Tofa is a Northern Turkic language spoken in Irkutsk Oblast in the southeast of the Russian Federation. Tofa speakers live in the villages of Tofalar (Тофалар), Nerkha (Нерха) and Verkhnyaya Gutara (Верхняя Гутара) in the Nizhneudinsky district in the southwest of Irkutsk Oblast.
In 2010 there were 760 Tofa people, and fewer than 40 of them spoke Tofa fluently. Another 50 or so had some knowledge of the language. Tofa speakers are all older adults, and younger Tofa people speak Russian. As a result, the language is classified as moribund.
Tofa is also known as Karagas, Kamas, Karagass, Karagassisch, Karagasy, Khotowci, Taiga Sayan Turkic or Tofalar. It is closely related to Tuvan.
Until 1988 Tofa was unwritten, except in the works of scholars, who used the Cyrillic and Latin alphabets to write the language. A version of the Cyrillic alphabet for Tofa was adopted in 1988.
Details of the Bolyu alphabet provided by Wolfram Siegel (Word doc, in German)
Чер өғлуғ, неңгес сыстықтығ
Көътүрүп увас, көруп танывас
Чүмесин аэтқан блаа даг hаэрhаннар
Чер өғлуғ чүмесин аэтып берген
Merciful mountain gods gave something
Having an earthen house and a fur pillow,
Something impossible to pick up and know
Gave away something having an earthen house
(A prayer for a successful bear hunt)
Details supplied by Wolfram Siegel and Jin Wei Hii
Information about the Tofa language
Altay, Äynu, Azerbaijani, Bashkir, Chagatai, Chelkan, Chulym, Chuvash, Crimean Tatar, Dolgan, Fuyu Kyrgyz, Gagauz, Ili Turki, Karachay-Balkar, Karaim, Karakalpak, Karamanli Turkish, Kazakh, Khakas, Khalaj, Khorasani Turkic, Krymchak, Kumandy, Kyrgyz, Nogai, Old Turkic, Qashqai, Salar, Shor, Siberian Tatar, Soyot, Tatar, Teleut, Tofa, Turkish, Turkmen, Tuvan, Urum, Uyghur, Uzbek, Western Yugur, Yakut (Sakha)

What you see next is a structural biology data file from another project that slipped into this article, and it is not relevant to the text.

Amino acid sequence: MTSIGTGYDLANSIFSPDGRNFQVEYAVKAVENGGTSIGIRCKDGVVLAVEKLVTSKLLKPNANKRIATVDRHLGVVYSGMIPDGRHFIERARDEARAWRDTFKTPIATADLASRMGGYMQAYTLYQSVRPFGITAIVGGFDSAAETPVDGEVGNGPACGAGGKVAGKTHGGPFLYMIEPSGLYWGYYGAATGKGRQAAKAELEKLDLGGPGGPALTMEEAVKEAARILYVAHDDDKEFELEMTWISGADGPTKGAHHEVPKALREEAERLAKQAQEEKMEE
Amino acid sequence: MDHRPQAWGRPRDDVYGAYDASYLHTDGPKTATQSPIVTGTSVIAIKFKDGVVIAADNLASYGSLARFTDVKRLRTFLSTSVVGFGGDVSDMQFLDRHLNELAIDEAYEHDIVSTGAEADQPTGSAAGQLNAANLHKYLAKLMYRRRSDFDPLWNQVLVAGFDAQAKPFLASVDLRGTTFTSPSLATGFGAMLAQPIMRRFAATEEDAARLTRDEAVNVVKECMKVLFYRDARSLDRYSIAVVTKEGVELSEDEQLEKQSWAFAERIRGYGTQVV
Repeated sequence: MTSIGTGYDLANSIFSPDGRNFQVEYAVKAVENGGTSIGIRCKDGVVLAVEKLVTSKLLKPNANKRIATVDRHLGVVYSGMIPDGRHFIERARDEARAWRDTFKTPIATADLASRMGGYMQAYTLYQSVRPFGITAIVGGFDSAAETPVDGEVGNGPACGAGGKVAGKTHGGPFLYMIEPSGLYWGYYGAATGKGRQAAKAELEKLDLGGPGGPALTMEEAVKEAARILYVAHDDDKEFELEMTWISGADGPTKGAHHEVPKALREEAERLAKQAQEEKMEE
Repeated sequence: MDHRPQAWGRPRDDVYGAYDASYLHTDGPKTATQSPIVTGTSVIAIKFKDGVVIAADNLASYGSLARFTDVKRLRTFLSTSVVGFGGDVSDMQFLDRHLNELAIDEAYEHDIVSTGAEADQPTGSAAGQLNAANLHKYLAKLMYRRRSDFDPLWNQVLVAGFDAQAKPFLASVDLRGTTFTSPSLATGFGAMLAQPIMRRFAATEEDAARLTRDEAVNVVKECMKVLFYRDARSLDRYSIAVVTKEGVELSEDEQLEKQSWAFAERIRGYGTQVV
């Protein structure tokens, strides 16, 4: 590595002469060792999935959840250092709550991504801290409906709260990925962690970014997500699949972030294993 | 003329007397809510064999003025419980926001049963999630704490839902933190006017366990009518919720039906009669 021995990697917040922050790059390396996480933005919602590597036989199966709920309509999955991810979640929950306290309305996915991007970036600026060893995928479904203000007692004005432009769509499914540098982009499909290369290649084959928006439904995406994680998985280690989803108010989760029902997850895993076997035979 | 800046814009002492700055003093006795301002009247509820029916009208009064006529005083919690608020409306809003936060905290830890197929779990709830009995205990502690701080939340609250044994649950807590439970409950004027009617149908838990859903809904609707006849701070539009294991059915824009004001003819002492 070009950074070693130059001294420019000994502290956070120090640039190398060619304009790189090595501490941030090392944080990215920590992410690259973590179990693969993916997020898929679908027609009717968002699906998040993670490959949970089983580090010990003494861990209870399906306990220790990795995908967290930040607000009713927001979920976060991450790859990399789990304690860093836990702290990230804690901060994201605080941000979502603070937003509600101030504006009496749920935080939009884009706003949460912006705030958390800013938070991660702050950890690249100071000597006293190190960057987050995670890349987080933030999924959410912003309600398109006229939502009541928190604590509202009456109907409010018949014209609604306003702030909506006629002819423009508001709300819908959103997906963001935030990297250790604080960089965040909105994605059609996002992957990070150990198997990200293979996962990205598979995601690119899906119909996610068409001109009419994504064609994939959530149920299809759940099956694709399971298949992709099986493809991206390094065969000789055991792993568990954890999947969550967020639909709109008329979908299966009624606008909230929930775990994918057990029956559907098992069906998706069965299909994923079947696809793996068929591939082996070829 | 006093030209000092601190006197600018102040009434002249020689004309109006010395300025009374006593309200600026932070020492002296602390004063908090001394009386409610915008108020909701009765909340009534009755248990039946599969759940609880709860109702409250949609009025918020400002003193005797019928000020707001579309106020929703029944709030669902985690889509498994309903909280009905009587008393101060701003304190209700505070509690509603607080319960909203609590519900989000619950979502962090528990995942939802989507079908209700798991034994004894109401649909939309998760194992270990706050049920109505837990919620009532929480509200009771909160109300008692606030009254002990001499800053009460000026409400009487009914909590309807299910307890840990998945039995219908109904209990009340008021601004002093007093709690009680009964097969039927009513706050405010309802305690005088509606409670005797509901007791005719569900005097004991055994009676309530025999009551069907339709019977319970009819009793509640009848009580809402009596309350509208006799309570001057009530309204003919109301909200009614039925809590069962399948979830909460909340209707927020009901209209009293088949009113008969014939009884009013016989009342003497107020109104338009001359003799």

Abaza, Abkhaz, Adyghe, Aghul, Akhvakh, Aleut, Altay, Alyutor, Andi, Archi, Assyrian / Neo-Assyrian, Avar, Azeri, Bagvalal, Balkar, Bashkir, Belarusian, Bezhta, Bosnian, Botlikh, Budukh, Bulgarian, Buryat, Chamalal, Chechen, Chelkan, Chukchi, Chulym, Chuvash, Crimean Tatar, Dargwa, Daur, Dolgan, Dungan, Enets, Erzya, Even, Evenki, Gagauz, Godoberi, Hinukh, Hunzib, Ingush, Interslavic, Itelmen, Juhuri, Kabardian, Kaitag, Kalderash Romani, Kalmyk, Karaim, Karakalpak, Karata, Karelian, Kazakh, Ket, Khakas, Khanty, Khinalug, Khorasani Turkic, Khwarshi, Kildin Sámi, Komi, Koryak, Krymchak, Kryts, Kubachi, Kumandy, Kumyk, Kurdish, Kyrgyz, Lak, Lezgi, Lingua Franca Nova, Ludic, Macedonian, Mansi, Mari, Moksha, Moldovan, Mongolian, Montenegrin, Nanai, Negidal, Nenets, Nganasan, Nivkh, Nogai, Old Church Slavonic, Oroch, Orok, Ossetian, Pontic Greek, Romanian, Rushani, Russian, Rusyn, Rutul, Selkup, Serbian, Shor, Shughni, Siberian Tatar, Sirenik, Slovio, Soyot, Tabassaran, Tajik, Talysh, Tat, Tatar, Teleut, Ter Sámi, Tindi, Tofa, Tsakhur, Tsez, Turkmen, Tuvan, Ubykh, Udege, Udi, Udmurt, Ukrainian, Ulch, Urum, Uyghur, Uzbek, Veps, Votic, Wakhi, West Polesian, Xibe, Yaghnobi, Yakut, Yazghulami, Yukaghir (Northern / Tundra), Yukaghir (Southern / Kolyma), Yupik (Central Siberian)
Page last modified: 02.07.22
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